Movie Review: Inside Out

By Ben Gruchow

June 29, 2015

I have no idea where emotions shop for clothes, either.

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The key to Pixar’s relative dominance over the animation genre lies, I think, in their thematic simplicity and honesty. I could not recount for you much of what happens on a plot level in Brave, but I could immediately tell you that it was, thematically, about the unique bond and conflict that exists between mother and daughter. The storyline of Wall-E may have lost some of its strength once we got onboard the Axiom, but it’s hard to forget the movie’s conviction that to stop taking responsibility for ourselves and our environment is to lose sight of much of what makes us human. These are simple themes in the most complimentary sense of the word: they are universal. If Pixar has occasionally released a lesser film that had a wobblier grasp on its theme, they’ve never lost track of their storytelling honesty.

Given this, it seems appropriate that Inside Out, Pixar’s first original in three years and unquestionably one of the very best films the studio has ever produced, is about emotions and memory on a narrative level. Thematically, it’s a whole different stew; we could ponder some of the implications and assumptions evident in the movie’s story for a long time, but it would not do to sidestep a story that’s rendered with complexity and clarity. This is a tremendously exciting and moving piece of cinema, beautifully animated and deeply felt. If all you require is some assessment of the movie’s quality, you may stop reading and go to the theater’s ticket counter now.

Much of the delight involves the slow unpacking of story and how it affects the characters, so I shan’t be spoiling anything. From the trailers, you already know this much: the main characters of Inside Out are a group of emotions inside the mind of an 11-year-old girl named Riley. They are Joy (Amy Poehler), Sadness (Phyllis Smith), Anger (Lewis Black), Fear (Bill Hader), and Disgust (Mindy Kaling). These five represent shifting emotional states, and are responsible for the acquisition and storage of memories (little glass spheres, color-coded to each emotion. I will go no further, except to observe that I was already fairly well into the movie’s pocket by the time its prologue - containing a gloriously succinct and light visualization of birth - gave way to the opening credits.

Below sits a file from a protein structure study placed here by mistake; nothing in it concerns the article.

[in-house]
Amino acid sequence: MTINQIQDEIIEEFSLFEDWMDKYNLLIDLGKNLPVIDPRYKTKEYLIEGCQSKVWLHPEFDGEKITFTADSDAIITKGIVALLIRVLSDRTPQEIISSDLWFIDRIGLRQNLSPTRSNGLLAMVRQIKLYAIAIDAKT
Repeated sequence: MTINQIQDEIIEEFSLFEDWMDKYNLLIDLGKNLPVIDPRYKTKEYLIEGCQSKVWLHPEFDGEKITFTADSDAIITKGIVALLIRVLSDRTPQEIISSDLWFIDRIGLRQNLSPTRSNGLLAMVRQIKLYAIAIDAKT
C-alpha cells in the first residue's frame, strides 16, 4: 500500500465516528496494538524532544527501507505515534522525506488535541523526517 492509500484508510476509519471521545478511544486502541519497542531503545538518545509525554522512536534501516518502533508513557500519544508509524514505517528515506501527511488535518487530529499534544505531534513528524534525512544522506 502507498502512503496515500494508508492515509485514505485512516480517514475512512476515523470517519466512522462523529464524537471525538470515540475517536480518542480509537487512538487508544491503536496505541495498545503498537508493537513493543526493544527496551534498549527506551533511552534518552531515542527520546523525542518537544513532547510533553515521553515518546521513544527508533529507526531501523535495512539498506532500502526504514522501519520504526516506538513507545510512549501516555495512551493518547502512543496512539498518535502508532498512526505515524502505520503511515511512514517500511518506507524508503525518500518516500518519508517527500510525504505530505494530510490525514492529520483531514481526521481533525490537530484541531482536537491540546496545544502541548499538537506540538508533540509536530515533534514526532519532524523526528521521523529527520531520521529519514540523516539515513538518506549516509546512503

From here, it’s one vivid set piece after another, expressed with a palpable and heady confidence and clarity of vision. Consider the different landscapes of Riley’s emotional states, ingenious in their rendering as an endless labyrinth of corridors, each containing an uncountable number of memories - or a mid-film sequence where two emotions find themselves being expressed in continuously changing versions of abstract thought. You can consider the simple effectiveness of the movie’s visuals, and how Pixar has finally outdone themselves after the flawless imagery and movement in Wall-E. The characters in Inside Out do not look “real” in a photographic sense, but they are perfectly realistic within the movie’s universe, and director Pete Docter (of 2009’s Up) has the right touch for the material.


The writing and the skillful character work are given life by a perfectly-chosen cast. Inside Out is often very funny, and there are several moments of startling poignancy and beauty. A sequence where Joy moves in tandem with a memory of Riley ice-skating is an early highlight; a monologue by Poehler later on, when things of consequence have begun to happen, is a touching and legitimately fine bit of acting. The movie has a lot of heart; among its other assets, it contains a depiction of depression more patient and truthful than most live-action films.

Movies like Inside Out serve as good examples of why Pixar has maintained their dominance over DreamWorks Animation, Blue Sky, and other would-be competitors. Their films generally lack feverish pop-culture references or jokes at the expense of others; the ones who do possess these qualities are invariably among the studio’s weaker efforts. An animated film like DreamWorks’ Megamind riffs on superhero origin stories with energy but little feeling; there isn’t much to hang onto after the immediate references have faded in memory or become outdated, or after the quality of animation has been succeeded. The humor in Inside Out draws from much more universal human experiences (like how easily a dream can become a nightmare); once the joke fades, though, we have a story rich with feeling and affection for its characters, keen observations about understanding memory, loss, and regrowth, and staggering visual invention. This is one of the year’s best films, and it deserves multiple viewings.

One final note: Pixar films are notable for their unique implementation of credit cookies; far from being the sign of a desperate filmmaker or a troubled film, like they usually are, the cookies on a Pixar film are usually one of the movie’s highlights. Inside Out is no exception, and the credit cookies (particularly the final two) land hard. Stick around for them.



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